What the Freelance Sharing Economy Means for The White Van Man

The ‘White Van Man’ is a common pop culture phenomenon in the UK. Sarah Kennedy on BBC Radio 2, first coined this term back in 1997.


The ‘white van man’ is the typical small-medium commercial van driver who plies his business, working as a courier or transporter of all things in the UK. They are often perceived as inconsiderate, reckless drivers.

The popularity has since earned it a funny sitcom series created by Adrian Poynton and starring, Will Mellor. Did you know, as at a few years ago, there were about 2.5 million white vans in the UK?

Contrary to popular belief, white van men (WVM) are no different from other drivers on the road because of their average insurance claims.

Now the question is, how does a freelance sharing economy affect them?

Freelance sharing economy

We are presently in an economy that is mildly shaken by the uncertainty of Brexit. While some experts argue that the result of the referendum isn’t a sure thing until Article 50 is activated, there is no mistaken of the effect it’s had so far on the market today.

Many of us practice the sharing economy in our everyday lives- from carpooling to work to airbnb accommodation services. Achieving more with less eliminates the need to spend more or use a large number of people to provide a particular service.

It is also allowing small and medium sized businesses to evolve their services. For instance, the white van men. A freelance sharing economy allows them to easily find new contracts and fund their own businesses.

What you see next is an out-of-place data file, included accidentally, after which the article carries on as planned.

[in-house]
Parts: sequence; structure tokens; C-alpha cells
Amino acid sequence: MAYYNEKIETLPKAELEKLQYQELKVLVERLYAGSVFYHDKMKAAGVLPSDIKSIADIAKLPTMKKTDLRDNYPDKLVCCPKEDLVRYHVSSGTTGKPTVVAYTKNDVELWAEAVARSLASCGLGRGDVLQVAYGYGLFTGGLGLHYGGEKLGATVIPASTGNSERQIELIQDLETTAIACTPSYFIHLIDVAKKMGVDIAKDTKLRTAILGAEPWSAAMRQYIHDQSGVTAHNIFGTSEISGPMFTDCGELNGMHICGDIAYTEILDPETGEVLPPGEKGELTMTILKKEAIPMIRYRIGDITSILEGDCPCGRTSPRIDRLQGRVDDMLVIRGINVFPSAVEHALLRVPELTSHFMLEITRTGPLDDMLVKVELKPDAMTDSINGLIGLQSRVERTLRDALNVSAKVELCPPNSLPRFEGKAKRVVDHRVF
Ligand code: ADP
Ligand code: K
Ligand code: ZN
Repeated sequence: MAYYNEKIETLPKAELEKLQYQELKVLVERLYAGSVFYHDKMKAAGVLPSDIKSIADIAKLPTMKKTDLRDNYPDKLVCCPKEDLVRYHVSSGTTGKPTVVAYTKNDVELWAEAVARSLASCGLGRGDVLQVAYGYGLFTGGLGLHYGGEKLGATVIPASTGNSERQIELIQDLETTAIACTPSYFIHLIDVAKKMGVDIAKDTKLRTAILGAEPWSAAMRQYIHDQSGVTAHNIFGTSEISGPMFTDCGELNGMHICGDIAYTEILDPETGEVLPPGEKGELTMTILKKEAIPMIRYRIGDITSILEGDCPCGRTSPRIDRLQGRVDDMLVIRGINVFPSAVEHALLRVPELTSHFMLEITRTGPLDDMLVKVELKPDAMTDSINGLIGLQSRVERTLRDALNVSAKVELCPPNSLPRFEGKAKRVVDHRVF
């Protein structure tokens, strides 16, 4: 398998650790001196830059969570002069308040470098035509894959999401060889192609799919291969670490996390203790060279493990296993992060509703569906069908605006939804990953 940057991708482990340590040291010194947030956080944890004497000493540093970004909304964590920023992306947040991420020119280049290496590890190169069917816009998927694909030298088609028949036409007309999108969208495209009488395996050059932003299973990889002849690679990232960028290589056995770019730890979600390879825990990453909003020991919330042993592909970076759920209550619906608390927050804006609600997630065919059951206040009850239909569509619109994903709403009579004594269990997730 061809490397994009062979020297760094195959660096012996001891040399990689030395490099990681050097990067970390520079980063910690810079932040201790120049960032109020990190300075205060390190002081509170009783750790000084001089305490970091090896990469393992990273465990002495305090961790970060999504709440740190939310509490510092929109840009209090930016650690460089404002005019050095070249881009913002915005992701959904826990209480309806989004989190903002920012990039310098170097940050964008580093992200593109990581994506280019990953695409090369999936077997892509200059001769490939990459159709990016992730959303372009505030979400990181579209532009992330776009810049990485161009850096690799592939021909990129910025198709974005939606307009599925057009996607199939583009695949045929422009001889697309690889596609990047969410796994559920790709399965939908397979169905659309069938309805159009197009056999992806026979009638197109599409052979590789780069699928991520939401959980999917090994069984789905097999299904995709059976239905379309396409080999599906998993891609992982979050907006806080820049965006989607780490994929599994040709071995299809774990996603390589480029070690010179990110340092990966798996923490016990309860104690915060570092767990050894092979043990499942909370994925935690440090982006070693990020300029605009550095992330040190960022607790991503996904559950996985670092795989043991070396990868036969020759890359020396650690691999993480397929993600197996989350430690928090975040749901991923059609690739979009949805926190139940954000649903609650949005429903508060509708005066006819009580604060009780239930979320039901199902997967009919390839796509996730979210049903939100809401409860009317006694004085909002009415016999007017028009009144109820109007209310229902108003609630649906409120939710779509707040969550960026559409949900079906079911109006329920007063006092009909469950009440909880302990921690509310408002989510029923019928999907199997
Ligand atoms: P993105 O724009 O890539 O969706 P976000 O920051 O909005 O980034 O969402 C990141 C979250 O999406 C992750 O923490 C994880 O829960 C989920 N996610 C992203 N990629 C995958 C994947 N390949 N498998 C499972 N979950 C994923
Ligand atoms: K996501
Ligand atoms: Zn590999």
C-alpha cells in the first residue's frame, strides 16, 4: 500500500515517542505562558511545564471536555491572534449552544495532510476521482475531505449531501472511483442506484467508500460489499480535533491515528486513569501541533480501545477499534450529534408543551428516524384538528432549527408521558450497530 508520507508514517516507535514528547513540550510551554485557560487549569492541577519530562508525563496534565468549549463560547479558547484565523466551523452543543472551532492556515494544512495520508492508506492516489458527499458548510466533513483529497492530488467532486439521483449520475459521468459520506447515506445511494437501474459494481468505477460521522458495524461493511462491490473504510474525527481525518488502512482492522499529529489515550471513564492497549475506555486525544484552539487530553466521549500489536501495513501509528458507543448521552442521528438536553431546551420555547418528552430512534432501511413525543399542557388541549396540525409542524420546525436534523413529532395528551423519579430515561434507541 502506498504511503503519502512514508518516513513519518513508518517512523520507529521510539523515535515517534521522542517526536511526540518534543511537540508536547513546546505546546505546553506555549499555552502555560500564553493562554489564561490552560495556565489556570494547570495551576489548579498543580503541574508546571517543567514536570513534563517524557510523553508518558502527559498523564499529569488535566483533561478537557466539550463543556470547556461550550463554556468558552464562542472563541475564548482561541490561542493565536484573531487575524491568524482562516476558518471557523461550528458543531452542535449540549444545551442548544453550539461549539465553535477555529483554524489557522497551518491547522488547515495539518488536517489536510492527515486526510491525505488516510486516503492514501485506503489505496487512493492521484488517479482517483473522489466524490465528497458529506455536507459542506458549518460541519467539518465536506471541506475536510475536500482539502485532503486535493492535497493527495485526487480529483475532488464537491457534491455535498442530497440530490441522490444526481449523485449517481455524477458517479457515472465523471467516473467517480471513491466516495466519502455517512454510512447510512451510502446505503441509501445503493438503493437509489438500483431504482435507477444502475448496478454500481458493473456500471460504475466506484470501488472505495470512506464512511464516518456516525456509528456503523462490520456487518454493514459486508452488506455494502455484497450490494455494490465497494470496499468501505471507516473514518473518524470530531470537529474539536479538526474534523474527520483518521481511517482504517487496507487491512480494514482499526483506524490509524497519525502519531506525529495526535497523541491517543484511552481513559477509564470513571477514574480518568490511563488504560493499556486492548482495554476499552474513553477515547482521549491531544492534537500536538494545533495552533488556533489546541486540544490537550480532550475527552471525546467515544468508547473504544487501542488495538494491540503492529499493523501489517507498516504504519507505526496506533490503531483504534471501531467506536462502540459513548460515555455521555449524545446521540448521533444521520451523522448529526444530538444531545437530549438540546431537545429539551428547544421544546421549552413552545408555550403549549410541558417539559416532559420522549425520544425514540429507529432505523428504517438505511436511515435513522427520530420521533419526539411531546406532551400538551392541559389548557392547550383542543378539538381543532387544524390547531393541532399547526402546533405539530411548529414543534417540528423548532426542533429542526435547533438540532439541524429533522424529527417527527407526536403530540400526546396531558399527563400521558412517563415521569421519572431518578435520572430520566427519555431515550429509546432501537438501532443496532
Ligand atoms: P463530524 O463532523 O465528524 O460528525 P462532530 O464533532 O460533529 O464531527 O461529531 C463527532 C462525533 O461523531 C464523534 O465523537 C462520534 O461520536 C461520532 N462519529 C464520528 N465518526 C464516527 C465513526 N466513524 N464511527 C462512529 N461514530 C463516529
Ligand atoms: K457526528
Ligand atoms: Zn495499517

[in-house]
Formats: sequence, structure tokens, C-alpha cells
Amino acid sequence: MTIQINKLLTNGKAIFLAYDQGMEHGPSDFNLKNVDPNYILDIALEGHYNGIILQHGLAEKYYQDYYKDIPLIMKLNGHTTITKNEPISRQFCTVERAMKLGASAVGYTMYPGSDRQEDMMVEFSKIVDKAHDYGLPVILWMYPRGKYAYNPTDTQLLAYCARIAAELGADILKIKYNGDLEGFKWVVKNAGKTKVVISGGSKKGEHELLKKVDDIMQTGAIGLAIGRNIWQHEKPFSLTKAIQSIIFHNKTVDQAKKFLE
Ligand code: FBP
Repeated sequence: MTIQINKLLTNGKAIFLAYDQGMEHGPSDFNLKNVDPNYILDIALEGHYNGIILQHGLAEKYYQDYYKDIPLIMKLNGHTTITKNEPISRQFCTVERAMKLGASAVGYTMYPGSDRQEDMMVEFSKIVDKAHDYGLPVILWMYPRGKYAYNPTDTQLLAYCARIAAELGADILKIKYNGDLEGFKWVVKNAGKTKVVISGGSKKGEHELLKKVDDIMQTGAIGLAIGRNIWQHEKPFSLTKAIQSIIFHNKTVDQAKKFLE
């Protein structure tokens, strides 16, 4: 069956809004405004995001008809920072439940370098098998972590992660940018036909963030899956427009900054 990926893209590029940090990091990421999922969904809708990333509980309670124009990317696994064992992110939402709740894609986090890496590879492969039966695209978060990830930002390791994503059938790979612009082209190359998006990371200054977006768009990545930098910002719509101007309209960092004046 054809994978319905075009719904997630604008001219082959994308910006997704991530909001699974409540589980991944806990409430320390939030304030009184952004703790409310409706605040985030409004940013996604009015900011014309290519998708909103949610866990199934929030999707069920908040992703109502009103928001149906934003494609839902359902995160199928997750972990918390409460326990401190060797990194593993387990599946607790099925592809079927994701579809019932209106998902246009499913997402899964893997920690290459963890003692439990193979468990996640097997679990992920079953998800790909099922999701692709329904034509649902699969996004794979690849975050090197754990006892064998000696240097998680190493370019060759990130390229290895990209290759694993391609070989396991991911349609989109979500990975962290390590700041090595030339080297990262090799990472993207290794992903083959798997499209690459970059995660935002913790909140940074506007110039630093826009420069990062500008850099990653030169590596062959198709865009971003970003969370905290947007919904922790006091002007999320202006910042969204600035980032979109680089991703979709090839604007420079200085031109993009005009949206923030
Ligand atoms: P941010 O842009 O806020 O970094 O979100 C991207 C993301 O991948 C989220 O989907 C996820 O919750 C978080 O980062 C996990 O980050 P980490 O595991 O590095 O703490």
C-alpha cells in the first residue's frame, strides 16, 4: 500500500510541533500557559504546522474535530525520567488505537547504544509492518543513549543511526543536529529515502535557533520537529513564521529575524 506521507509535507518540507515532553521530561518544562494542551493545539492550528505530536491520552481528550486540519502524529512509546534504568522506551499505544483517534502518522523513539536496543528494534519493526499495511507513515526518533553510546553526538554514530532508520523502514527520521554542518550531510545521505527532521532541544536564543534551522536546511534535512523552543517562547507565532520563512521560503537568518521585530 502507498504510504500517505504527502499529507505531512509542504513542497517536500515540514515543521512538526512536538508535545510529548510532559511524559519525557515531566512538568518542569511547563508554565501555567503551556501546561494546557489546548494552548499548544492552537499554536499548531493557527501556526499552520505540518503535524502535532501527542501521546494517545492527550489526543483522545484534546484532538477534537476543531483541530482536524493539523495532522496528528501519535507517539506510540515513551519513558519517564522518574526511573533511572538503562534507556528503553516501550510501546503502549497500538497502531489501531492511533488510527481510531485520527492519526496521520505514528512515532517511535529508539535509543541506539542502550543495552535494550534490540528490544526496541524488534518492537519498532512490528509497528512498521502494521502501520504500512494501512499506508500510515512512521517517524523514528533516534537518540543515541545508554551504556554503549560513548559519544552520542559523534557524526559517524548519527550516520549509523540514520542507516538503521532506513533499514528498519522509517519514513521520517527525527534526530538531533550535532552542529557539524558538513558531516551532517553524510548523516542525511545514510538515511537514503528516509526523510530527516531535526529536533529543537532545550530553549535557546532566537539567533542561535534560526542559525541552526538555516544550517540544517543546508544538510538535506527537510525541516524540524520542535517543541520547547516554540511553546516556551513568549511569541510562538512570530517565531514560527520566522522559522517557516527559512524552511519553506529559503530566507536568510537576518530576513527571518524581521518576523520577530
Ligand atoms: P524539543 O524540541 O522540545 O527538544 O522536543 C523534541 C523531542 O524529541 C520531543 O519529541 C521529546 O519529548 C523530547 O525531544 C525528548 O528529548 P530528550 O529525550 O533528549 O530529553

• Finding new contracts

One major concern of a white van man is finding the next contract job. The sharing economy resolves this by transforming the way they find work. With the growth of online platforms such as sites like Gumtree, a digital network that connects, businesses and clients, WVM can find contracts and get hired quickly.

  • The explosion of retail service

As people shift towards the online space for a more convenient shopping experience, the demand for WVM has increased. The rise of online shopping has facilitated the growth of the courier industry. Many people require their parcels to be delivered at their doorstep, hence increasing the demand for men and their white vans.

This also works with the removal and entertainment transport industry.

  • Business funding

In a sharing economy, people no longer have to rely on financial institutions for capital. There are crowdfunding spaces and peer-to-peer lending services that give ordinary people the opportunity to grow their enterprise. Many WVM can take advantage of these opportunities and increase their fleet. Although, still growing, P2P lending sites have provided succour for many aspiring entrepreneurs in the UK.

These are good times for the WVM on the street. You’ll have to get used to seeing them because they are back, bigger than ever.